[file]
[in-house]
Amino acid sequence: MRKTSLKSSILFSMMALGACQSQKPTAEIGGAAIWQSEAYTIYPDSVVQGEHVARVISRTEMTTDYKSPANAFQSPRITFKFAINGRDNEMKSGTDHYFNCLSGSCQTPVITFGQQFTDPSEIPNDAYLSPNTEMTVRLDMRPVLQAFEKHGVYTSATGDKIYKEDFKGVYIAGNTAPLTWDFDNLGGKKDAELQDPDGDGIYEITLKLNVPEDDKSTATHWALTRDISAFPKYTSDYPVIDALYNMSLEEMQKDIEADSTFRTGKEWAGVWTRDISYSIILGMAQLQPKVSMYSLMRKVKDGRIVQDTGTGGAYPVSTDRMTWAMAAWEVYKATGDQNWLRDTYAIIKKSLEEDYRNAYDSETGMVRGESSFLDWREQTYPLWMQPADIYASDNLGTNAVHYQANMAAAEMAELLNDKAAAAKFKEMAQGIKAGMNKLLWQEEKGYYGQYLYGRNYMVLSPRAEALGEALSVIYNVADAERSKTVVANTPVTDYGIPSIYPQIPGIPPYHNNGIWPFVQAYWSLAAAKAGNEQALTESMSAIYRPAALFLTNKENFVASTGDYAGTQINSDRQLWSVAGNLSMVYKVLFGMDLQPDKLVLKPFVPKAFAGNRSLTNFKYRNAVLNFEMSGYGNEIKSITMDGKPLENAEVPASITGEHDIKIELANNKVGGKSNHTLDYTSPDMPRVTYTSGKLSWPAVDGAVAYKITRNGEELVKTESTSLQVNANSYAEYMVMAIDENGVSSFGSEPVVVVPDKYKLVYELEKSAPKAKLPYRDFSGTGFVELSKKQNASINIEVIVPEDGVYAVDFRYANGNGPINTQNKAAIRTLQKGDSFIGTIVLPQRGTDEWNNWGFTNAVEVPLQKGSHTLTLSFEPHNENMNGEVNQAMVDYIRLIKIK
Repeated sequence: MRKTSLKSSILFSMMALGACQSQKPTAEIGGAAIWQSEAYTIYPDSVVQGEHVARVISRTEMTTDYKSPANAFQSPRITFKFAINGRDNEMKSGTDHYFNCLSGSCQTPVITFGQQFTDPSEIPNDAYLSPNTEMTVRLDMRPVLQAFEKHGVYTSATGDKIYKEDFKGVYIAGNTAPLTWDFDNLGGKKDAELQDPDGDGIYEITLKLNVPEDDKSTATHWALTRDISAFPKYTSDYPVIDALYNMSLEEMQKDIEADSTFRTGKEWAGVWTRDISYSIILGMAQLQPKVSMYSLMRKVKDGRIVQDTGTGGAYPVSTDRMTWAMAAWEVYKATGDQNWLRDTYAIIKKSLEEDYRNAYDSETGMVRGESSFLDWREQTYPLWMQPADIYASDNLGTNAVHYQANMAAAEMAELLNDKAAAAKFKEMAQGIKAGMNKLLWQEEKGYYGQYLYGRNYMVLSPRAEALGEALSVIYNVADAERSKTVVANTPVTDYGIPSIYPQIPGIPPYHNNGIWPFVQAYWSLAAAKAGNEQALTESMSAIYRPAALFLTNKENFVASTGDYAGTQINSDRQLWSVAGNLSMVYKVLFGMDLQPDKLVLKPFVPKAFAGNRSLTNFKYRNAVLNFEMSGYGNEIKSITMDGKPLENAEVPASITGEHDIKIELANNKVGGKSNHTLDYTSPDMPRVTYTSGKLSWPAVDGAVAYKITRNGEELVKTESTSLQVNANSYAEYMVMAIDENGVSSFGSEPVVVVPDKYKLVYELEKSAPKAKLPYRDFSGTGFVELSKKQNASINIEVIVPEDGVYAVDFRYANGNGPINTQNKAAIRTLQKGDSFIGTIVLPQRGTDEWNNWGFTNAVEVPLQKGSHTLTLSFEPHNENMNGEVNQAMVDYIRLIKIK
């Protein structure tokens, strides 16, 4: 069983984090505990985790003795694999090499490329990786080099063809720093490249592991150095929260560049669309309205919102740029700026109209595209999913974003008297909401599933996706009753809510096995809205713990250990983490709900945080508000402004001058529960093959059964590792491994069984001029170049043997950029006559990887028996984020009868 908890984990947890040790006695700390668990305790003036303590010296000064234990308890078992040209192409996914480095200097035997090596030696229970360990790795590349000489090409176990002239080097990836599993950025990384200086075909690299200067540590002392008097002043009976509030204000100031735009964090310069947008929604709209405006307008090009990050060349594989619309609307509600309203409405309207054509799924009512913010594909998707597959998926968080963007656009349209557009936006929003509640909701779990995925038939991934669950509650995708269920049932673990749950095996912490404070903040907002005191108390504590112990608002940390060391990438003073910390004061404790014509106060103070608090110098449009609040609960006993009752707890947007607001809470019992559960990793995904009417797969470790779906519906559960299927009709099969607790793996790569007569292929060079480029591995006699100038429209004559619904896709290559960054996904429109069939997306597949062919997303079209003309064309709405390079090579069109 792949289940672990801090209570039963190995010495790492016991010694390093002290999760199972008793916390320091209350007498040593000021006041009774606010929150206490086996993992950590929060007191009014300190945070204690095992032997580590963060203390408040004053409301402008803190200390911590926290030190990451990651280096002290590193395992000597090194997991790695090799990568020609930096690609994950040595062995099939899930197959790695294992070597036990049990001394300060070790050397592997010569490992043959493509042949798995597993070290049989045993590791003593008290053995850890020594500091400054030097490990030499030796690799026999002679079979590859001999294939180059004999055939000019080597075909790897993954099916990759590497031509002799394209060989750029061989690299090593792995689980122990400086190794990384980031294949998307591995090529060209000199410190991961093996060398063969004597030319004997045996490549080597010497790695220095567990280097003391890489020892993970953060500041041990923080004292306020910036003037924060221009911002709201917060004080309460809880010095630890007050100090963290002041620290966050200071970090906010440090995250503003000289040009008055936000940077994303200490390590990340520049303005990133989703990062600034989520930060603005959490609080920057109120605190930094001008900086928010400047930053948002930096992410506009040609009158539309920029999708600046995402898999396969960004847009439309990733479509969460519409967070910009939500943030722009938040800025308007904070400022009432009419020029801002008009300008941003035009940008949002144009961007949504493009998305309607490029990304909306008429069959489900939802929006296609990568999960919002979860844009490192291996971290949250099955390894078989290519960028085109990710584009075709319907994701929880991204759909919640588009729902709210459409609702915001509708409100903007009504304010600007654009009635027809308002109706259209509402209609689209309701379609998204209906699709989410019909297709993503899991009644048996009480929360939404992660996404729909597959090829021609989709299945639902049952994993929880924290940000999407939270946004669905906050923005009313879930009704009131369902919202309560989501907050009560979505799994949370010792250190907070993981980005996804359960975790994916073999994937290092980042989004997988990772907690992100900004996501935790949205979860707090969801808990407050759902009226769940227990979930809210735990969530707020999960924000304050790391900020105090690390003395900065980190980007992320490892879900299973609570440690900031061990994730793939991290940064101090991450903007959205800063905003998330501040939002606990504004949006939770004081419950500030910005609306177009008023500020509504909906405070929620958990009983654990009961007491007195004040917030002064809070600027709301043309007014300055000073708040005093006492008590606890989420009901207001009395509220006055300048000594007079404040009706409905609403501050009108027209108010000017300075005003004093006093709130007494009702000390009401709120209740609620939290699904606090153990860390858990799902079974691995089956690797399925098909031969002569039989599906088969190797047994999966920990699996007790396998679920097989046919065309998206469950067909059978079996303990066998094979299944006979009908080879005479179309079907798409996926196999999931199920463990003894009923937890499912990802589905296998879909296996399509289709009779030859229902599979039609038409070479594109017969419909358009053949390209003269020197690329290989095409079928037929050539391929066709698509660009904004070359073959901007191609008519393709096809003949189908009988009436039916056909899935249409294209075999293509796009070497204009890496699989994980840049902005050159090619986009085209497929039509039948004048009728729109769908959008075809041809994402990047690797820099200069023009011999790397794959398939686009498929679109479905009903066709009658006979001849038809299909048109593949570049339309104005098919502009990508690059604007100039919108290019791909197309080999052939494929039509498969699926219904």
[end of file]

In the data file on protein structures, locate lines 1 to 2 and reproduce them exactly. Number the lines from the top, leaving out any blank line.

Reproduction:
[in-house]
Amino acid sequence: MRKTSLKSSILFSMMALGACQSQKPTAEIGGAAIWQSEAYTIYPDSVVQGEHVARVISRTEMTTDYKSPANAFQSPRITFKFAINGRDNEMKSGTDHYFNCLSGSCQTPVITFGQQFTDPSEIPNDAYLSPNTEMTVRLDMRPVLQAFEKHGVYTSATGDKIYKEDFKGVYIAGNTAPLTWDFDNLGGKKDAELQDPDGDGIYEITLKLNVPEDDKSTATHWALTRDISAFPKYTSDYPVIDALYNMSLEEMQKDIEADSTFRTGKEWAGVWTRDISYSIILGMAQLQPKVSMYSLMRKVKDGRIVQDTGTGGAYPVSTDRMTWAMAAWEVYKATGDQNWLRDTYAIIKKSLEEDYRNAYDSETGMVRGESSFLDWREQTYPLWMQPADIYASDNLGTNAVHYQANMAAAEMAELLNDKAAAAKFKEMAQGIKAGMNKLLWQEEKGYYGQYLYGRNYMVLSPRAEALGEALSVIYNVADAERSKTVVANTPVTDYGIPSIYPQIPGIPPYHNNGIWPFVQAYWSLAAAKAGNEQALTESMSAIYRPAALFLTNKENFVASTGDYAGTQINSDRQLWSVAGNLSMVYKVLFGMDLQPDKLVLKPFVPKAFAGNRSLTNFKYRNAVLNFEMSGYGNEIKSITMDGKPLENAEVPASITGEHDIKIELANNKVGGKSNHTLDYTSPDMPRVTYTSGKLSWPAVDGAVAYKITRNGEELVKTESTSLQVNANSYAEYMVMAIDENGVSSFGSEPVVVVPDKYKLVYELEKSAPKAKLPYRDFSGTGFVELSKKQNASINIEVIVPEDGVYAVDFRYANGNGPINTQNKAAIRTLQKGDSFIGTIVLPQRGTDEWNNWGFTNAVEVPLQKGSHTLTLSFEPHNENMNGEVNQAMVDYIRLIKIK